I actually think a lot of the myths about being an executive are true — it’s easy to start to think your opinion is more valid as you become more senior. Power is complicated and I think executives tend to crave more as they gain it. You have to check yourself as your seniority increases to make sure you’re aware of your own blind spots and that you’re treating team members the way you would want to be treated. I try to stay on top of myself in those areas but pressure and stress certainly make it harder to self-manage for patience and kindness.
In your opinion, what are the biggest challenges faced by women executives that aren’t typically faced by their male counterparts?
I think men often more easily trust other men as leaders and decision makers than they do women, which perpetuates the problem of women not being equally represented at senior levels. It’s natural for people to be more comfortable working with people they are similar to, but I think it’s really important to fight against that urge and question it when it comes to hiring, especially at executive levels. We still have work to do in this regard at Jenni Kayne, but I think especially true in male dominated industries.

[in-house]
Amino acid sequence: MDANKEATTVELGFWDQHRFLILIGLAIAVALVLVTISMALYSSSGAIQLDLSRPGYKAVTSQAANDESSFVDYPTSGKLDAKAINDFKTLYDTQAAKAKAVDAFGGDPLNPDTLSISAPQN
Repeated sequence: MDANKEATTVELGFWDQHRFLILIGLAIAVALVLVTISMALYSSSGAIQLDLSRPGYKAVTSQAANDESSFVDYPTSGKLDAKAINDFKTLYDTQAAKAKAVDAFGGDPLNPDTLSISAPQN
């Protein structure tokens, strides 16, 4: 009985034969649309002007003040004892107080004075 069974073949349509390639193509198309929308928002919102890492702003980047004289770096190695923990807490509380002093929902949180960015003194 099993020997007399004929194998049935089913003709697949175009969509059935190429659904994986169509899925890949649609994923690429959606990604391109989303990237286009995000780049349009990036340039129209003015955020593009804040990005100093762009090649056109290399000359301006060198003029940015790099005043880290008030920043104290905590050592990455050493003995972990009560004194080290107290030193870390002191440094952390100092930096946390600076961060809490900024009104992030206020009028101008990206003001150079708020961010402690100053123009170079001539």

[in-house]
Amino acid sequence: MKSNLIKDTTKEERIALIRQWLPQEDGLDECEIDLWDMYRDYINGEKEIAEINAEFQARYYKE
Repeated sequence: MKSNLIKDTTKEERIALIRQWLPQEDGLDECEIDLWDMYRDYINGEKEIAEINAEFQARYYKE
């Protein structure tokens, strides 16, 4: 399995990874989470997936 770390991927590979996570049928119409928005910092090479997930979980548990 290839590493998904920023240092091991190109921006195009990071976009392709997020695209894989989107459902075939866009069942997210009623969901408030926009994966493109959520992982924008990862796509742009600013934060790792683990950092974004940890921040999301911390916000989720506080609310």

What is the most striking difference between your actual job and how you thought the job would be?
I expected that by this point I would be a more buttoned up, serious and professional version of myself than I was when I started my career. In some ways I am, but in a lot of ways I’m actually more casual and relaxed at work than I was when I was younger. I have gotten more comfortable knowing my own strengths and leading the team, and I’m also more personally committed outside of work with a baby and other responsibilities, so making time for being polished falls lower on the priority list than I thought it would when I got to this level.
Certainly, not everyone is cut out to be an executive. In your opinion, which specific traits increase the likelihood that a person will be a successful executive and what type of person should avoid aspiring to be an executive?
I think being humble and supportive are extremely undervalued qualities in executive roles. So much of the work involves collaborating and inspiring team members, and nobody performs well for sustained periods of time if they are led by fear or excessive pressure. It might be a recipe for success in the short term, but I don’t think it works for anyone in the long term.
What advice would you give to other women leaders to help their team to thrive?
Believe in yourself, and build allies by authentically advocating for other women you respect, whether they’re peers or team members who report into you.
None of us are able to achieve success without some help along the way. Is there a particular person who you are grateful towards who helped get you to where you are? Can you share a story about that?
Chris Tate is one of my heroes and has been the kindest, most supportive and strategically helpful person that I’ve worked with in the industry. We have known each other for several years now and we actually only met by connecting on LinkedIn. Chris didn’t have anything to gain by spending time sharing his experience and advice with me, but he’s been a champion for me over the years and I’m so grateful to him for that. I think he’s brilliant and kind, and the type of leader I want to be.